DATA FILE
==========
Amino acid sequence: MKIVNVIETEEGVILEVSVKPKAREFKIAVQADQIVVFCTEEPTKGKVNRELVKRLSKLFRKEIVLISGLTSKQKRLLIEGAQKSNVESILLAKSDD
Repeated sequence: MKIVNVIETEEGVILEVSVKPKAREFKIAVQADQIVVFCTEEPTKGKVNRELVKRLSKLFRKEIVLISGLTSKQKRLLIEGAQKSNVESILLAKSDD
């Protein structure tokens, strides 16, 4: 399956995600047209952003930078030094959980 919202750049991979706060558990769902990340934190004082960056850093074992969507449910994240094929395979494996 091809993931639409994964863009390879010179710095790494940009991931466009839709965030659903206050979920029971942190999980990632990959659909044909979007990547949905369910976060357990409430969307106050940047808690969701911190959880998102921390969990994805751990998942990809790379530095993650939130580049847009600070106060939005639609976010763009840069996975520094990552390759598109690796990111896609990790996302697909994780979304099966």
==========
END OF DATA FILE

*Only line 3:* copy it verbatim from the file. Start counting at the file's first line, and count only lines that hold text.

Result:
């Protein structure tokens, strides 16, 4: 399956995600047209952003930078030094959980 919202750049991979706060558990769902990340934190004082960056850093074992969507449910994240094929395979494996 091809993931639409994964863009390879010179710095790494940009991931466009839709965030659903206050979920029971942190999980990632990959659909044909979007990547949905369910976060357990409430969307106050940047808690969701911190959880998102921390969990994805751990998942990809790379530095993650939130580049847009600070106060939005639609976010763009840069996975520094990552390759598109690796990111896609990790996302697909994780979304099966």